We found a relative change in the vertical scan dispersion between indoor and outdoor environments for all patients with PFL. This behavior is probably associated with differences in the navigation and obstacle-avoidance demands of the two environments. On the one hand, a patient walking indoors might expect to find an even floor, with little concern for low-lying obstacles or abrupt changes in elevation. On the other hand, walking outdoors entails increased concern for ground-level obstacles (e.g., uneven pavement and curbs) and head-level obstacles (e.g., low tree branches). This would require less attention to the ground and a consequent reduction in the vertical dispersion indoors. Most of our patients with PFL used long canes to monitor the ground for obstacles and uneven pavement. One would expect that a patient who does not use a long cane might exhibit an even wider dispersion of vertical eye movements in outdoor mobility than we have found. Indoor mobility comes with an increased need to locate orientation features such as doors and hallways, as shown by Turano et al. 6 However, the horizontal angular span of such features is limited by the structure of the corridors. While outdoors, objects located at more distant lateral locations are used mostly for navigation rather than safe mobility (obstacle avoidance) and they can usually be spotted from a farther distance where their angular span is limited. Yet, the normally sighted subjects exhibited horizontal dispersions that were wider than their vertical dispersions. Possible reasons for this are discussed in the following text. These differences suggest that while a display with wider horizontal than vertical field (landscape mode) may be better for normally sighted users, a square or even a portrait mode display with wider vertical span may be more useful for patients with PFL, especially outdoors. For two of the three PFL subjects, who completed indoor and outdoor walks with a long cane, we found a trend toward an expansion of the vertical dispersion downward when outdoors (although the main effect was a symmetrical expansion). Patients who do not use long canes may tend to scan even more downward vertically. Thus, we suggest that an asymmetric setting of the display relative to the camera, using more of the display to cover the lower than upper field, may also be beneficial. 6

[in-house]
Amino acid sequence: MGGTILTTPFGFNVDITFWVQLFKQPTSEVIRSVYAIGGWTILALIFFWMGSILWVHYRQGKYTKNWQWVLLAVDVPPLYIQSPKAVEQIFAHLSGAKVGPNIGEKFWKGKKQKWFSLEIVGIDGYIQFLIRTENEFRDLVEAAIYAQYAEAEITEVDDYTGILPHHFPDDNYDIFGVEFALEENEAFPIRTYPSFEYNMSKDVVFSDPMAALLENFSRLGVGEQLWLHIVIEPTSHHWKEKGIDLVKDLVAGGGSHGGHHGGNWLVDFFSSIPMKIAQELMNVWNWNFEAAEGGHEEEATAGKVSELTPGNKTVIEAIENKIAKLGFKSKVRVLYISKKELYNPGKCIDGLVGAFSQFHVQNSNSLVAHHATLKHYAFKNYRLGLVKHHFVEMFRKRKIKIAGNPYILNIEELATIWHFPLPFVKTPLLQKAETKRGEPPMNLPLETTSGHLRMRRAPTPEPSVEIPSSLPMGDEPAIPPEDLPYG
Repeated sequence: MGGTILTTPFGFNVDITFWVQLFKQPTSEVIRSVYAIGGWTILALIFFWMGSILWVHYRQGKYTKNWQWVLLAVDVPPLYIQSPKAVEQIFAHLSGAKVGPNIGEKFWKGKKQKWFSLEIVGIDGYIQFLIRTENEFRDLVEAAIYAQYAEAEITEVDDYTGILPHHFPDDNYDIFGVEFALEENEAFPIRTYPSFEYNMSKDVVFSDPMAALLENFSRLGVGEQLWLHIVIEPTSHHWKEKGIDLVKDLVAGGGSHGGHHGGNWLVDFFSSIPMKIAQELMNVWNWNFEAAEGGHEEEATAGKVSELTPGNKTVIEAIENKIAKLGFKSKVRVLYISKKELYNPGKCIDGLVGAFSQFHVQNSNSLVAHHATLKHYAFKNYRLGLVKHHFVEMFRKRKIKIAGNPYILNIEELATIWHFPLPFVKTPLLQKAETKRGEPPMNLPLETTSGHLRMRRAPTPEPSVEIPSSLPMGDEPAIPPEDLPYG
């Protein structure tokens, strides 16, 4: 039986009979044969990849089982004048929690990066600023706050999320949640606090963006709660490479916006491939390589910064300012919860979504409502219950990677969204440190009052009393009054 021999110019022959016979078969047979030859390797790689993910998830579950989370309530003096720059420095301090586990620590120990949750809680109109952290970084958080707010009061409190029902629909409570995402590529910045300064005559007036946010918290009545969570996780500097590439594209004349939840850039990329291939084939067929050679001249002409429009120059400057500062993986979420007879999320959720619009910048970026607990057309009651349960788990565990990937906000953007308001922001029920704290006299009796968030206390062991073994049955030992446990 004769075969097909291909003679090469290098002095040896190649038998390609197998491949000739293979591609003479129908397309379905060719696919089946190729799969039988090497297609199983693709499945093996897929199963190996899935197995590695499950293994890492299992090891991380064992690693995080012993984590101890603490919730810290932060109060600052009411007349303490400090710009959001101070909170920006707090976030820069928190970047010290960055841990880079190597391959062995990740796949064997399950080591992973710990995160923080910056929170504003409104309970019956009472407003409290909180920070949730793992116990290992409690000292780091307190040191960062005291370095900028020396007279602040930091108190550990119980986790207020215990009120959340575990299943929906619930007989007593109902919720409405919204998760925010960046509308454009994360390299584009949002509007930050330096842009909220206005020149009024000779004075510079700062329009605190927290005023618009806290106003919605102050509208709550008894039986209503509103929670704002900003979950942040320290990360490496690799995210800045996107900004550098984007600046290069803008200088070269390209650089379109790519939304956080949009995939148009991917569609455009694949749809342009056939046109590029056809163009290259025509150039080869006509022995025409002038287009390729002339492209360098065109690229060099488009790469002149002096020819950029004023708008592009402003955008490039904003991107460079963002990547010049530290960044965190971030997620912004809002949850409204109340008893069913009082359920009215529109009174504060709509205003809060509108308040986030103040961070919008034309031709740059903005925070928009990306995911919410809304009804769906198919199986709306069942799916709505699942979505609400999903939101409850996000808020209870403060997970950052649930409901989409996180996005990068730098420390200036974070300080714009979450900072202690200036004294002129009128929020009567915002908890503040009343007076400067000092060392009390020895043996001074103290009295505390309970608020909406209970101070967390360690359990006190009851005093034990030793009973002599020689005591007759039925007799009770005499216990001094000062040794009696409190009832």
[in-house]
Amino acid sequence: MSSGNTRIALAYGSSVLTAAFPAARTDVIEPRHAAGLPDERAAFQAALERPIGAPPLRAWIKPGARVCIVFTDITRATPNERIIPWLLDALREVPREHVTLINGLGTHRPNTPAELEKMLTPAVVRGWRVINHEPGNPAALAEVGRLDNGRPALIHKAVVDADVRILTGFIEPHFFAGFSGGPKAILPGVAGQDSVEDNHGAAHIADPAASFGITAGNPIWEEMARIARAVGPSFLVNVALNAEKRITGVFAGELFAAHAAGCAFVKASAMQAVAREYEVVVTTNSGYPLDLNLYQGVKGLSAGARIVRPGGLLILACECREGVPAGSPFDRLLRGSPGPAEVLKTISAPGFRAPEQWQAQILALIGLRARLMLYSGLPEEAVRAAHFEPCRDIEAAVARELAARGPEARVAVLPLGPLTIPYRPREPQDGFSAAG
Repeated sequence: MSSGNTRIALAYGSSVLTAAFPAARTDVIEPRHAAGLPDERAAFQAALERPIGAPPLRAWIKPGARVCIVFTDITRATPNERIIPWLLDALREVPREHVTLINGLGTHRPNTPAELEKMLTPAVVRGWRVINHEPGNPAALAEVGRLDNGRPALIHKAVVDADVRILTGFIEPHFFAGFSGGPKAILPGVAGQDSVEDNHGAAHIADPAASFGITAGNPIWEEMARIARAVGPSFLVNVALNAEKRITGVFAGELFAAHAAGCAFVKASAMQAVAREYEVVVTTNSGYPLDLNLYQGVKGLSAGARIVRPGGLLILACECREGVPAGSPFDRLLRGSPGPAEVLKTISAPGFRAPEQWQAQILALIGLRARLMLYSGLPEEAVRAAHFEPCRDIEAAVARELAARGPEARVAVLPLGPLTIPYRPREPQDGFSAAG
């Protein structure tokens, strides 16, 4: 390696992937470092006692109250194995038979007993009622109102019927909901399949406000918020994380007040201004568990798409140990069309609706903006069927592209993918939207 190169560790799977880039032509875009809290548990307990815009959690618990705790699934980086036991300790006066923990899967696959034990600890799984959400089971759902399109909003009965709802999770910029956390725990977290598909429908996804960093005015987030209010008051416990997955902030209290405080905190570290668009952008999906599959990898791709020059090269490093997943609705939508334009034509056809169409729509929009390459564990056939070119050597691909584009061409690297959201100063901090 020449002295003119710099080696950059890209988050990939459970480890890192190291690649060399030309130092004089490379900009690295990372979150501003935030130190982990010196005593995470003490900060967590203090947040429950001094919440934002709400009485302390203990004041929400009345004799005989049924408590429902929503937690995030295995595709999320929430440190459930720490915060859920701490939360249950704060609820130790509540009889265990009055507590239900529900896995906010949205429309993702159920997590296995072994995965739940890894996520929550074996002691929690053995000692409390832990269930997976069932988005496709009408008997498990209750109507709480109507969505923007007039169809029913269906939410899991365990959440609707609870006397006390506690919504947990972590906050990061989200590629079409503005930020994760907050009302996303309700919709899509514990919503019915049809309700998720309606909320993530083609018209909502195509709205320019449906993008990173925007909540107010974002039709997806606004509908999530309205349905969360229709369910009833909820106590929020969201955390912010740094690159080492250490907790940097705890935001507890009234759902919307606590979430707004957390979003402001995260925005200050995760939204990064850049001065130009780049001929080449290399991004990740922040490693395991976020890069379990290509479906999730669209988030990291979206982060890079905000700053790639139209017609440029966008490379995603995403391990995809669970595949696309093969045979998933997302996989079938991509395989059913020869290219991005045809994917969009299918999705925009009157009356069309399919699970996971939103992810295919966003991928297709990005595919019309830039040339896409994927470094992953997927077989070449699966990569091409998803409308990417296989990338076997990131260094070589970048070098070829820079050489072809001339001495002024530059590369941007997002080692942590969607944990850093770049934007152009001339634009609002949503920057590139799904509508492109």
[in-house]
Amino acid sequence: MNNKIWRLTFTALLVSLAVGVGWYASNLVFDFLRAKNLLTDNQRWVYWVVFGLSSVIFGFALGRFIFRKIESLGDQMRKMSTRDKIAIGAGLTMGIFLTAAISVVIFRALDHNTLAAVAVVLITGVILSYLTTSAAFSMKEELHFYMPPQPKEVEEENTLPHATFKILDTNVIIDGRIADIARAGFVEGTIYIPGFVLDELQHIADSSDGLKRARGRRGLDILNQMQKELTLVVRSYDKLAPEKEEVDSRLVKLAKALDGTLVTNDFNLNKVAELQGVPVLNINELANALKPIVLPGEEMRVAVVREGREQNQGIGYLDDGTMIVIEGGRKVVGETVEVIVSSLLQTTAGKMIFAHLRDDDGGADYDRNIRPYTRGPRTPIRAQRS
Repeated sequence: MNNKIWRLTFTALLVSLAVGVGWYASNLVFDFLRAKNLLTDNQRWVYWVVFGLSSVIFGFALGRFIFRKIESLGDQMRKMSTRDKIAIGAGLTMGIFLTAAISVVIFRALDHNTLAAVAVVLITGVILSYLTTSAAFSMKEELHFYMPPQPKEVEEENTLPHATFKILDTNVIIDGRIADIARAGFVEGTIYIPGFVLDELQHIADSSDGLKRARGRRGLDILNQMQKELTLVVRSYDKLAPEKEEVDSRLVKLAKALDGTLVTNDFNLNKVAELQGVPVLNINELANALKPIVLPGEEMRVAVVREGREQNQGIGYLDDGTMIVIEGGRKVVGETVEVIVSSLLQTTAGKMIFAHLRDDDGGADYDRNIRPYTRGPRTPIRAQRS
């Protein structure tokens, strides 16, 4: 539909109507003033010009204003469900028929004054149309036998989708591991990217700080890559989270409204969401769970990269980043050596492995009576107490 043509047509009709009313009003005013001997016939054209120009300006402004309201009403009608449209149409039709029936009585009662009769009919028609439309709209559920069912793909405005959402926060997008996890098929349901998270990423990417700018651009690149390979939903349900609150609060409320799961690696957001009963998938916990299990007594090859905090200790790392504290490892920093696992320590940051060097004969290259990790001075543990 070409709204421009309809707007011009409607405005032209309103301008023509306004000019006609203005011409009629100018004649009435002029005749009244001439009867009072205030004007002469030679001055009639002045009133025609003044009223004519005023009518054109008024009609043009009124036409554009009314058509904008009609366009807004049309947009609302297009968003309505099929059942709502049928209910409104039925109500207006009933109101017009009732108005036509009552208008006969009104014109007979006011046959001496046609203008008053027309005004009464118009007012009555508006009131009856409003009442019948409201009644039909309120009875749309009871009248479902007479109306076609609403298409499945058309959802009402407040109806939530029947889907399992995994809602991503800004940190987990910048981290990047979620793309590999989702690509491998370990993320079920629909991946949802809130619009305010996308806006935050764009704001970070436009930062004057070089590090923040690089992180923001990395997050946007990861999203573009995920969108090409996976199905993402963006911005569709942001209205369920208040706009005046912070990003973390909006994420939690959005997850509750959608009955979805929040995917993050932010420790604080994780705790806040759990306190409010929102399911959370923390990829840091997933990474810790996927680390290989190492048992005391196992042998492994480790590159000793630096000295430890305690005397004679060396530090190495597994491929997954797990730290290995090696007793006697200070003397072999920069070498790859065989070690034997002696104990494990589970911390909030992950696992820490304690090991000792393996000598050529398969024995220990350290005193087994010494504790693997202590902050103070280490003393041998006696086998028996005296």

The limited size of the display field of view does not imply that patients with PFL never use larger eye movements. In fact, we have found that they do perform occasional large scanning eye movements. Therefore, such visual aids should neither restrict nor block normal eye movements, nor restrict the dynamic visual field. 5 Moreover, since the severely restricted visual field of patients with PFL can be fully blocked by a small obstruction, the design of such displays and their field of fixation 21 22 should avoid even small peripheral obstructions (5–10°); therefore, immersive HMDs should be avoided for mobility applications. The term “clearance” of a visual aid, defined as the overall unblocked visual field, was adopted to indicate the field of view that allows unrestricted eye scanning by the user, both inside and outside the active display area of the visual aid. 15 As an example, some studies reported that patients with PFL found the field of the multivision night-vision goggles restrictive, even though they had a relatively wide display field of 32° × 24°. 23 24 25 The concept of clearance suggests that a narrow display is more likely to be useful if it is embedded within a clear carrier lens, which is one of the implementations we have proposed 15 and implemented. 16 Clearance of an HMD is not dissimilar to the peripheral field that is available to spectacle wearers outside of the rim of the frame, providing a non–optically corrected, yet important, area of visual field.